United States Women’s National Team head coach Jill Ellis ’88 has emphasized the importance of following one’s dreams since winning the 2015 Women’s World Cup this past summer. What she previously has not mentioned was the unusual way that dreams can evolve, and not always the way one expects.
Ellis was in town over Family Weekend to receive honors as Tribe Champion for Life during halftime at the family weekend football game. She said that she could not stay long, as she is already gearing up for a series of exhibition games and then Olympic trials. She described how she came to play soccer for the Tribe.
“I was more recruited out of high school for field hockey [than soccer],” Ellis said. “I grew up in England, and I didn’t play soccer in England. It wasn’t available for girls.”
Against the backdrop of a women’s soccer practice at Martin Family Stadium, Ellis’ non-soccer background seemed a bit of an anomaly among the soccer players present, many of whom earned athletic scholarships to the College. But as the saying goes, it’s not where you came from so much as where you finish; though to be honest, Ellis’ start is impressive as well.
Upon moving to the United States in 1981 from Portsmouth, United Kingdom, Ellis joined the soccer team at Robinson Secondary School in Fairfax, Virginia.
“I played on a very good high school team — I think we had five all-American soccer players on that team, so we were very good,” Ellis said. “I felt prepared [for the transition to collegiate athletics] as I had a lot of good coaches working with me.”
After leading her high school team to a state championship in 1984, Ellis went to the College. There, she was coached by head coach John Daly, who still holds his position at the College. When asked if she expected Daly to still be making the calls on the sideline, Ellis laughed.
“I did not, well, I did [expect him to still be coaching] in a way because I know he just bleeds green and gold,” Ellis said.
While at the College in the 1980s, Ellis helped guide the Tribe to four National Collegiate Athletic Association Tournament berths, the 1987 campaign ending in the Elite Eight. Ellis played forward and racked up 32 goals in her time on the pitch, adding 19 assists to place her in ninth place in the all-time career stats for points.
Ellis discussed the balance between her role as an athlete and her role as a student as the most difficult portion of her time at the College.
“The student-athlete part was challenging,” Ellis said. “I spent many, many hours in the bus with a flashlight and a book. I think that [the student-athlete route] is more difficult and more challenging, but it’s also more rewarding. I’m very proud to have come out of here with more than just four years as an athlete but an education [as well].”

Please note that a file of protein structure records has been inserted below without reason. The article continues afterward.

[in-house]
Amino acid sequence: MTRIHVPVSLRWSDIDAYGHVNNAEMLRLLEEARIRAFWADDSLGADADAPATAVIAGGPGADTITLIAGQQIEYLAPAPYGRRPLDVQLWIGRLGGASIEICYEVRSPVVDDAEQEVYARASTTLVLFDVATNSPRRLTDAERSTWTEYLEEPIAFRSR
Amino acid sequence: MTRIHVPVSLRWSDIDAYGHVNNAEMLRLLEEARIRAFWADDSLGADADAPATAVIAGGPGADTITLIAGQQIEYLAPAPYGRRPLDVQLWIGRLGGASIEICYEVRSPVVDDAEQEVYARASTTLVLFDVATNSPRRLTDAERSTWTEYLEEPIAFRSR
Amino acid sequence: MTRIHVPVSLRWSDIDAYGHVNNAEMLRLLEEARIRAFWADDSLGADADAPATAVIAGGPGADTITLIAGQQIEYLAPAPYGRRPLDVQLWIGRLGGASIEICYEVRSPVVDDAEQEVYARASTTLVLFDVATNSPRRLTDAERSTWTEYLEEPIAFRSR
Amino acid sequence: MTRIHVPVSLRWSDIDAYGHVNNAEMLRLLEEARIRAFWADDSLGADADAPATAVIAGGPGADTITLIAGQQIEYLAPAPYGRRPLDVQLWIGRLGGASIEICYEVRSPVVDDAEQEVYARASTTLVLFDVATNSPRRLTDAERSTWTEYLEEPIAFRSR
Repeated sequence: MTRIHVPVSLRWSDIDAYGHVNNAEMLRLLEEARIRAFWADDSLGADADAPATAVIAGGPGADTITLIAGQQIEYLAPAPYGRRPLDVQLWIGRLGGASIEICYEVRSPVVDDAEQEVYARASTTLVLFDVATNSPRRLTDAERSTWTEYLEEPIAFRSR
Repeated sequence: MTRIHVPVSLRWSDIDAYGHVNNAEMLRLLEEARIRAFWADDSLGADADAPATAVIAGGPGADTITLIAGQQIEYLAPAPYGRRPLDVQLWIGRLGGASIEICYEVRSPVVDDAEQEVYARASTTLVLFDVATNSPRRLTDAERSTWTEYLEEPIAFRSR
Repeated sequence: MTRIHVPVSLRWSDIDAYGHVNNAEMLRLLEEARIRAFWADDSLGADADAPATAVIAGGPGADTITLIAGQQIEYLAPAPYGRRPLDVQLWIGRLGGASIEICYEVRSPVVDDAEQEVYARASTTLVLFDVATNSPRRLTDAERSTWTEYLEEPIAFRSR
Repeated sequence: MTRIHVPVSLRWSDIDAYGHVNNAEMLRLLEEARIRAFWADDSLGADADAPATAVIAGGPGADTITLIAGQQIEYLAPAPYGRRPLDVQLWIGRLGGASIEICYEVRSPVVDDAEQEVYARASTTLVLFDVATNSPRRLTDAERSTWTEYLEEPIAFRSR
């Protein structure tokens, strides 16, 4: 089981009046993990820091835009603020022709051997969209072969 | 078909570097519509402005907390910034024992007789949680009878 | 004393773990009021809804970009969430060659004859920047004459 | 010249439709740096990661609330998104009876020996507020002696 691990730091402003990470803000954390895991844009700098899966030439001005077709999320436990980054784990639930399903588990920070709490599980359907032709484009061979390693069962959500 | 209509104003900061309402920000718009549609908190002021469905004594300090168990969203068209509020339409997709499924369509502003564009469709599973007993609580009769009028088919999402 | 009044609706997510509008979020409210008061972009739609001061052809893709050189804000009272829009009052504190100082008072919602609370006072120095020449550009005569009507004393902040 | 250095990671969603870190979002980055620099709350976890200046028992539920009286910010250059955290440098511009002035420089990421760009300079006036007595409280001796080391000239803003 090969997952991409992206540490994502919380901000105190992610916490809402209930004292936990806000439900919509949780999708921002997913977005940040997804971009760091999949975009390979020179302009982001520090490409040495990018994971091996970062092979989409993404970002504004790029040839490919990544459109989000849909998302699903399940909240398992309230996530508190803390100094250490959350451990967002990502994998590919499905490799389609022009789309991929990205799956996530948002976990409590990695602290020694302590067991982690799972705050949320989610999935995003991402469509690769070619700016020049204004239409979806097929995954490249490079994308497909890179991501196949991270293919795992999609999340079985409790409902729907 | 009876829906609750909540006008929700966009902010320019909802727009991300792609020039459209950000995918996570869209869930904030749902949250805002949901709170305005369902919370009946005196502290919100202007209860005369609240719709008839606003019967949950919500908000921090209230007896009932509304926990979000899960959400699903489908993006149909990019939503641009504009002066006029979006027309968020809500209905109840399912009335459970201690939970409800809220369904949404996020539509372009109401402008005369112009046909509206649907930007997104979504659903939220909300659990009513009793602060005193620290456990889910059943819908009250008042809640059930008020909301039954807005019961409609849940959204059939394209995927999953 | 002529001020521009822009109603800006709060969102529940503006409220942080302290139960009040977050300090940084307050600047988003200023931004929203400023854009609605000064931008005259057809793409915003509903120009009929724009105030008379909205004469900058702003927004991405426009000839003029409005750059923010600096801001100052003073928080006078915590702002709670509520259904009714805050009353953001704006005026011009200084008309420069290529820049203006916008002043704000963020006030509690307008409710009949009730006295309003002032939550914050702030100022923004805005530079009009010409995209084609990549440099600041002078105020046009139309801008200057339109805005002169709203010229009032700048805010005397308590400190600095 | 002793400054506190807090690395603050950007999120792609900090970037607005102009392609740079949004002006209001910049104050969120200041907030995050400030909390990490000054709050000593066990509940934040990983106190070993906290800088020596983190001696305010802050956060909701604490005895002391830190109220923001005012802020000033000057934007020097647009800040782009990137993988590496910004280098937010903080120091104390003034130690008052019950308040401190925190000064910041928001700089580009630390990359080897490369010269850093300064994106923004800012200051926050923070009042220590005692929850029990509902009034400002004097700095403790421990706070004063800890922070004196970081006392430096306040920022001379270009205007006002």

After graduating from William and Mary with a degree in English Literature and Composition, Ellis went on to North Carolina State in to complete her Master’s. She worked with the Wolfpack as an assistant coach.
“The coaching piece was just to pay for my education,” Ellis said. “My father was a coach and I really didn’t want to go into coaching. After N.C. State, I went into the business world as a technical writer, and I did fairly well. I got a call from April Heinrichs — she used to be an assistant here at William and Mary — [and] she said there’s this coaching job for 6,000 dollars a year, and I was closer to making 45,000 at the time. I remember calling my dad and he said ‘Go for it.’ My mom said, ‘Are you crazy?’ but it worked out for me. I reflected on it, and it was about following your passion and I knew at that point that I had a bug for coaching. I wanted to do it, and I wanted to make it my career.”
Ellis had several successful tours of collegiate coaching at Maryland, UCLA and Illinois University. Fourteen months after being hired as the national team head coach, Ellis was celebrating with the entire nation in the 5-2 victory in the finals over Japan.
“It was an amazing feeling and accomplishment, but, in truth, it’s the people that you go through the journey with that makes the difference,” Ellis said.
When asked if she was able to enjoy the victory, Ellis said she did take in the moment.
“When you’re in it, it’s head down and it’s a grind… but the feeling of pure elation at the end, that was worth every second,” Ellis said.
However, Ellis said that she is already looking to the future.
“We have a ten game victory tour, but as I said to the players at the front end, we’ll celebrate for a few games, but then we need to start using these dates as opportunities to see other players,” Ellis said. “We have four games in December, and it will be about looking at some players who we think can help us and gearing up for a big camp in January.”
Ellis said she is fully aware that she has inspired athletes and especially women athletes to pursue their dreams, as she is now on the forefront of the world of women’s sports with the Women’s World Cup title that the US hasn’t held since 1999.
“For so long we have not had a world cup, and now, to have a player who can see their own team win a world cup; I hope it’s a touchstone for players,” Ellis said.